Based on what kind of analysis? wdl —Preceding unsigned comment added by 24.146.23.84 (talk) 19:49, 6 July 2008 (UTC)

The comment "Synthetic lubricants are designed for "long life" extended drain intervals" is not a universally true; some are designed for (and more are advertised/marketed as if they were designed for) Motor Racing in which short drain intervals, but relatively high instantaneous loadings, are the norm.

Mark w69 (talk) 13:10, 2 December 2008 (UTC)

small two cycle[edit]

or fuel, often in a gasoline: oil ratio of 50:1, and burned in use along with the gasoline.

often in a gasoline: oil ratio of 50:1, and carburated along with the gasoline.wdl —Preceding unsigned comment added by 24.146.23.84 (talk) 20:07, 6 July 2008 (UTC)

Oil change shops[edit]

I suggest include information about oil change shops . --Nukeless 12:29, 22 August 2008 (UTC)

Motor Oil Ltda.[edit]

Motor Oil es una empresa dedicada a la comercialización de Aceites y Lubricantes el pais de Chile.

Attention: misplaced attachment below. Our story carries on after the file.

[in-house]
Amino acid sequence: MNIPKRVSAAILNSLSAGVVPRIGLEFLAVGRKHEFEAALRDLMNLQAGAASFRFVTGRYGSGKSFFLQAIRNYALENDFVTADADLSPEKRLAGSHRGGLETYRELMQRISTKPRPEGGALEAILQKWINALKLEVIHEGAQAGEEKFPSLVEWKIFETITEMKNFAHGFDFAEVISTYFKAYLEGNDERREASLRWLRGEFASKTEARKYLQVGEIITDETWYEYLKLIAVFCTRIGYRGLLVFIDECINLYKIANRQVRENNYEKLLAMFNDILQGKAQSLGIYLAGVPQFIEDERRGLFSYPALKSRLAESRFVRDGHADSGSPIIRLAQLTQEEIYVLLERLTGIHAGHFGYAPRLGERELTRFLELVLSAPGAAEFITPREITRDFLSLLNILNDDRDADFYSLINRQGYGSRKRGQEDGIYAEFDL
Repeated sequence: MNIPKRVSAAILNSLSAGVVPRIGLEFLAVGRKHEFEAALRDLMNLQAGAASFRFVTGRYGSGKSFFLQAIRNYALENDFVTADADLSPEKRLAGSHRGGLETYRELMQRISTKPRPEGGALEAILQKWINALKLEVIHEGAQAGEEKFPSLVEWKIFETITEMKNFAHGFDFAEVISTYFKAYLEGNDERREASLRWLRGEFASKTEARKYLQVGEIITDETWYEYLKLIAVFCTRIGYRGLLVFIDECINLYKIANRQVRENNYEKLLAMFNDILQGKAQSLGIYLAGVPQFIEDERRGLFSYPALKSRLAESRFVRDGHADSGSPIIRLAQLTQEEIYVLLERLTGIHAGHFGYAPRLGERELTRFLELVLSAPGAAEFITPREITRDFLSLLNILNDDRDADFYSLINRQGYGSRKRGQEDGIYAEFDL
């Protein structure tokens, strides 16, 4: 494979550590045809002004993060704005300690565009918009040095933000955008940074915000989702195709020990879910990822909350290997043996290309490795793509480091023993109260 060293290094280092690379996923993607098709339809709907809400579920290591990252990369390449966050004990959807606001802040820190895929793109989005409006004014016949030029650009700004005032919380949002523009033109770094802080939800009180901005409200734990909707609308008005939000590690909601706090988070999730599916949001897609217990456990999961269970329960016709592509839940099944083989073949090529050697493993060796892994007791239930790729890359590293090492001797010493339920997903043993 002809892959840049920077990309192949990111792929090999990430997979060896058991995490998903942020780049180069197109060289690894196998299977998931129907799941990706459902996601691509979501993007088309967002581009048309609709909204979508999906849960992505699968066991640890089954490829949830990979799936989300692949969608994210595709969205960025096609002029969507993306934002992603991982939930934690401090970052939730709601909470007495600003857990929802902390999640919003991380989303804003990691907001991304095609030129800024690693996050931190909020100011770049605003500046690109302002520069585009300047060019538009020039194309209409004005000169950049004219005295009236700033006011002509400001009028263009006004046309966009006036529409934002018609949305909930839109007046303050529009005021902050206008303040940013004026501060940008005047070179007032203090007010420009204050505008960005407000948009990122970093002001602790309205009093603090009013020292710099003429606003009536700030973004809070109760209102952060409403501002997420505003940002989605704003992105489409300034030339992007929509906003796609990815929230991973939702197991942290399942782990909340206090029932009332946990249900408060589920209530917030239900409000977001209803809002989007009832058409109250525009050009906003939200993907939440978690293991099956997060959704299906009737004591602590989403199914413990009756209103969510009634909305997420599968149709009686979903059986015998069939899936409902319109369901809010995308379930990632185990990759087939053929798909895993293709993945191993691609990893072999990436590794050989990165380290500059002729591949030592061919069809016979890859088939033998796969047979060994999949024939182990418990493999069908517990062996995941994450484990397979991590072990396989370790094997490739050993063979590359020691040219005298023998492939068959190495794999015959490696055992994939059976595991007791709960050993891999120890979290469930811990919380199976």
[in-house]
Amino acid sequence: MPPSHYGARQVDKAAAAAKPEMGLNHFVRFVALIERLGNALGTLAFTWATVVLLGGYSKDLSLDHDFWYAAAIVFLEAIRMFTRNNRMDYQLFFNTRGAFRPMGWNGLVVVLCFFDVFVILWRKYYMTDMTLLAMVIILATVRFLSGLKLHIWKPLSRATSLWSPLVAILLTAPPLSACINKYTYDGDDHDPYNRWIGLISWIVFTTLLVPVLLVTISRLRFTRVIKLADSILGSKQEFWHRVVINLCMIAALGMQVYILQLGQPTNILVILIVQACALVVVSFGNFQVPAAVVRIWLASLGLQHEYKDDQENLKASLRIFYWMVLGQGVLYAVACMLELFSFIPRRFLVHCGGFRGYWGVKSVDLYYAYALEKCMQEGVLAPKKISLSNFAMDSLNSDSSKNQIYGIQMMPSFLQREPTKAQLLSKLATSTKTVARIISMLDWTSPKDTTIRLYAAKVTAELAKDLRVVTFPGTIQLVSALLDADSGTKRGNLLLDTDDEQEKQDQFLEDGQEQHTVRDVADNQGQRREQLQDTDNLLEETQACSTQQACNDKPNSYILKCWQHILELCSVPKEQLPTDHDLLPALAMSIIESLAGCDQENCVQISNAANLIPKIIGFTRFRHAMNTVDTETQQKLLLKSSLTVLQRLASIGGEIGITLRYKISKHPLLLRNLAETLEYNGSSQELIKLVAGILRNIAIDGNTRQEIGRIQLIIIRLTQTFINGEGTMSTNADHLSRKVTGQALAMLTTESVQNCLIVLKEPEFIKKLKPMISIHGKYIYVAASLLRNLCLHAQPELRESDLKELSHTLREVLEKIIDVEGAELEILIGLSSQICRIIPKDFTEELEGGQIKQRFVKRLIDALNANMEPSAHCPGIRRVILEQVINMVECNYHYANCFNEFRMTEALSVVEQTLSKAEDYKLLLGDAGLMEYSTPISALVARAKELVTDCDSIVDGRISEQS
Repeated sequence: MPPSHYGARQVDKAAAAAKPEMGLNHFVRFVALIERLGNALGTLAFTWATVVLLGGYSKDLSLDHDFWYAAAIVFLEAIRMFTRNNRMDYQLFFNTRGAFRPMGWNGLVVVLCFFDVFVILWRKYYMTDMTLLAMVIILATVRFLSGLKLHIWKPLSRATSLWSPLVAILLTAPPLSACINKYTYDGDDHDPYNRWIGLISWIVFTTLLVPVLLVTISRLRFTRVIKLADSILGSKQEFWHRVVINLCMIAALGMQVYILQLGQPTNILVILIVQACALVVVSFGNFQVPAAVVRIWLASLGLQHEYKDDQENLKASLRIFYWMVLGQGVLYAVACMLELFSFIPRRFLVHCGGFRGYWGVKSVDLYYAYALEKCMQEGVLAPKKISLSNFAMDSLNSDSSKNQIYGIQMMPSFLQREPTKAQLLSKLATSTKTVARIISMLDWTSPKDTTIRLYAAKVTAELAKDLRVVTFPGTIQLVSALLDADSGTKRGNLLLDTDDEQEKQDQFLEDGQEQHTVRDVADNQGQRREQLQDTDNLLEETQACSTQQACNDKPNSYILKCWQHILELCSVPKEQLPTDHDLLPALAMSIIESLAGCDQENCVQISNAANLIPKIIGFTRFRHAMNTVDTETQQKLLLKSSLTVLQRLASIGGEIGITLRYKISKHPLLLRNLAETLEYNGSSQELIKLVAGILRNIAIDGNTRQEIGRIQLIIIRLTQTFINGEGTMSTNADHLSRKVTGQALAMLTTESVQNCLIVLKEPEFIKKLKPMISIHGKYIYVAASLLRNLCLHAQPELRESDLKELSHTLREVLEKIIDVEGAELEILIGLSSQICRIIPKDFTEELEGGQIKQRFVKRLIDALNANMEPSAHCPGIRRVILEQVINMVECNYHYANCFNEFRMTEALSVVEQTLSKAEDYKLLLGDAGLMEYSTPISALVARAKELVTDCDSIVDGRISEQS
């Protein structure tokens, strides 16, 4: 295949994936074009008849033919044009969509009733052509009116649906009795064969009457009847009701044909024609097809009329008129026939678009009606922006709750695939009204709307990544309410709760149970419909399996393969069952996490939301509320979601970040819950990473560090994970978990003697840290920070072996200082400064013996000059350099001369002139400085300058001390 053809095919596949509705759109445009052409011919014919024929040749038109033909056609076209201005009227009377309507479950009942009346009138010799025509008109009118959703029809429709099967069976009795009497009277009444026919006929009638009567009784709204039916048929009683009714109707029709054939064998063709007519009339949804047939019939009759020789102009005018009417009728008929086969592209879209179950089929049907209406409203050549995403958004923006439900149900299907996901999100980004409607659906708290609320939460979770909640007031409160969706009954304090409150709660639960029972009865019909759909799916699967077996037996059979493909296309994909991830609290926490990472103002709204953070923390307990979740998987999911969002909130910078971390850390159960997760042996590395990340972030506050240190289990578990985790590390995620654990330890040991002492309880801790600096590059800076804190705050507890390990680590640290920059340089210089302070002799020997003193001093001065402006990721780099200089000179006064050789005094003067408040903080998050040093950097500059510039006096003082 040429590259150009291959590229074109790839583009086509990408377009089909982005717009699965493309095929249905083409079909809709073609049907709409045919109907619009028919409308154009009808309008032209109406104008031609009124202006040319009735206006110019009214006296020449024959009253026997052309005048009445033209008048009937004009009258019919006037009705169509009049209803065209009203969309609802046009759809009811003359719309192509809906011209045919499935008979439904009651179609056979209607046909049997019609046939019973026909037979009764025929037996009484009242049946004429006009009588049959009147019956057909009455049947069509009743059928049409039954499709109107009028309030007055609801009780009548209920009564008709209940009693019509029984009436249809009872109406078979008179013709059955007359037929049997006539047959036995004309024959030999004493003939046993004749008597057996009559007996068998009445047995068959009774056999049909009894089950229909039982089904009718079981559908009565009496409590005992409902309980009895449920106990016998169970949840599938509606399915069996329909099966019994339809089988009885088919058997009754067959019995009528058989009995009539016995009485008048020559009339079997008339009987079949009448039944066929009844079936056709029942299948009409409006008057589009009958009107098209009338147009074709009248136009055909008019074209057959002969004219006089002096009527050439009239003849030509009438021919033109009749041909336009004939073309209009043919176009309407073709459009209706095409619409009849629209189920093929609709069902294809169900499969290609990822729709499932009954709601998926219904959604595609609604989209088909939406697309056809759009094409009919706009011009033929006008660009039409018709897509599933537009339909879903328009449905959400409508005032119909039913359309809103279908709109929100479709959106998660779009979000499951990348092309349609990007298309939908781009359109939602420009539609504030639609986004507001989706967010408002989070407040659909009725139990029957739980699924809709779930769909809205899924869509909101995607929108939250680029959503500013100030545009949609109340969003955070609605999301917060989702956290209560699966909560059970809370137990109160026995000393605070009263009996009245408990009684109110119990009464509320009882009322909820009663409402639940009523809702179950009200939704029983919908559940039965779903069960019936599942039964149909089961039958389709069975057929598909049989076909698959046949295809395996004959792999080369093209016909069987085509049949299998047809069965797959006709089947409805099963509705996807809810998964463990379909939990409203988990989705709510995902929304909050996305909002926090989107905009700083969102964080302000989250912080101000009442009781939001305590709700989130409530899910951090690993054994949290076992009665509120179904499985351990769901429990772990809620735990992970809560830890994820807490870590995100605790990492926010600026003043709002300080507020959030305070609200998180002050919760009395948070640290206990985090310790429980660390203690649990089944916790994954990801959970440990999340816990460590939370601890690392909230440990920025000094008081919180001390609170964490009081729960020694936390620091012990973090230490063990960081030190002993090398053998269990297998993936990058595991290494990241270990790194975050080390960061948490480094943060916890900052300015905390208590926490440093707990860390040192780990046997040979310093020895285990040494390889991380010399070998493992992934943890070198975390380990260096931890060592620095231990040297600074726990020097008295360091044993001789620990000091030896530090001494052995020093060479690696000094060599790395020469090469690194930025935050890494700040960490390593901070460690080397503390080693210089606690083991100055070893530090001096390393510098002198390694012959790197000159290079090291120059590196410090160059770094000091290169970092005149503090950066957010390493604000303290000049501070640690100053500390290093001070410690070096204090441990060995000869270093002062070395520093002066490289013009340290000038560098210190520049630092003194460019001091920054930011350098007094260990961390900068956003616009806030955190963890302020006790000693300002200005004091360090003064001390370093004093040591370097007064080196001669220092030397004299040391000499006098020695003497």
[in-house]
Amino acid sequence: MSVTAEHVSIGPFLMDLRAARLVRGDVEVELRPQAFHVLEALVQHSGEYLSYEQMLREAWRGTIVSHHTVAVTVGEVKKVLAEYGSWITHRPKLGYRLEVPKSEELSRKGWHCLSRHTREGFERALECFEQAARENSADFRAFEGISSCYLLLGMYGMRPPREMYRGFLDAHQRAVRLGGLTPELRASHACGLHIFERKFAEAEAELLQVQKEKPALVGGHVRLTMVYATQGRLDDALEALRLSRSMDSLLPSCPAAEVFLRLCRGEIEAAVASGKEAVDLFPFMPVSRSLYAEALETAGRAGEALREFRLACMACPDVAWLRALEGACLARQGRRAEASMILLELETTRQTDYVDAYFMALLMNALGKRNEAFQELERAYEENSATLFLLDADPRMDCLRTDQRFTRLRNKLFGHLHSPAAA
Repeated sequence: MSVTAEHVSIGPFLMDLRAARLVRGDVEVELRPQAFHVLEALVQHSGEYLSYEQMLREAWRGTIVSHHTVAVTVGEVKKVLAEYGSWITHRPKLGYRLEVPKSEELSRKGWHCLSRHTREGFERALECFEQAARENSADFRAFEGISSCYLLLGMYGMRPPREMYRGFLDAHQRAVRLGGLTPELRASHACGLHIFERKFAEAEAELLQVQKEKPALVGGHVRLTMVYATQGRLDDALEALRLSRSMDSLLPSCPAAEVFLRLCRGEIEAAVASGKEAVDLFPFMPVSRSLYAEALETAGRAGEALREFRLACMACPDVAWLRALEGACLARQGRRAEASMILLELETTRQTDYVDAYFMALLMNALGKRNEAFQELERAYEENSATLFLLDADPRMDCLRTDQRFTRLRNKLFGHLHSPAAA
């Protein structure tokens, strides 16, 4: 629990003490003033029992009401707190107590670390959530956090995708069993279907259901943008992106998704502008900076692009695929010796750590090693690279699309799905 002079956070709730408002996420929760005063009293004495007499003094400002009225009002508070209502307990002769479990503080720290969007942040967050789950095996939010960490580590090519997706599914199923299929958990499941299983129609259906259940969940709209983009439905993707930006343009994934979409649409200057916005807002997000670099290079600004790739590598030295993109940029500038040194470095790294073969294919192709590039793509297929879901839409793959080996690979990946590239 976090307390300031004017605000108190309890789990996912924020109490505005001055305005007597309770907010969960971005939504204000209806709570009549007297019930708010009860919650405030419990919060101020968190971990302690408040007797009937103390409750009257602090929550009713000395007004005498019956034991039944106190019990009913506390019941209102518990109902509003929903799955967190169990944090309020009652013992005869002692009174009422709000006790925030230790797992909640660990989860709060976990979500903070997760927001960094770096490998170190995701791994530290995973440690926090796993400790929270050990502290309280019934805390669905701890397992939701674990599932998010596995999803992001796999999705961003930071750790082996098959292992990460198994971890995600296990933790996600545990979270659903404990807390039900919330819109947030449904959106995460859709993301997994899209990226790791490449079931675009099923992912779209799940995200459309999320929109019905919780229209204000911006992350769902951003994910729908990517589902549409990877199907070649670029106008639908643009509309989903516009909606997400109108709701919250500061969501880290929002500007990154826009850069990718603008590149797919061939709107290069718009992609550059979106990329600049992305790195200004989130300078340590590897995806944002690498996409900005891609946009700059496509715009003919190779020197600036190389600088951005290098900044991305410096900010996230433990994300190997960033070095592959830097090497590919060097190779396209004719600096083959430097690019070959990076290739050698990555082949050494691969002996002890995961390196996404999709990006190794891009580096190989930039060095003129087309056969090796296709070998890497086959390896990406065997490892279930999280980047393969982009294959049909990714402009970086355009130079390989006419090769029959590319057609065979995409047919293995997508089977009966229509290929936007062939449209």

Su sitio web es http://www.motoroil.cl siendo atendido por sus propios dueños. Ernesto Montenegro es Ingeniero Mecanico de la Pontificia Universidad Catolica de Varlaraiso y es In geniero en Mecanica Automotriz de La Universidad Tecnologicade Chie. El junto a su padre han formado Motor Oil Ltda. —Preceding unsigned comment added by 190.20.154.116 (talk) 03:23, 8 June 2009 (UTC)

Viscosity examples/grades[edit]

There should be a numerical indication of the range of viscosities for engine oils generally, and perhaps for selected important 'grades'. —DIV (128.250.247.158 (talk)) —Preceding undated comment added 03:00, 17 August 2009 (UTC).

Motor Oil - ???[edit]

Having read the article on Motor Oil, it is quite interesting but doesn't help much. If anyone can help me with the following, it will be much appreciated.

When a car manufacturer specified 10w-40 motor oil for its particular model of car. Can 5w-50 be used instead? The logic of it is 5w-50 supposed to be "better" than 10w-40 as it keeps its viscosity at higher temperature (the number 50) and has a "better" low temperature starting property (the number 5w) —Preceding unsigned comment added by 300c-crd (talkcontribs) 03:46, 4 January 2010 (UTC)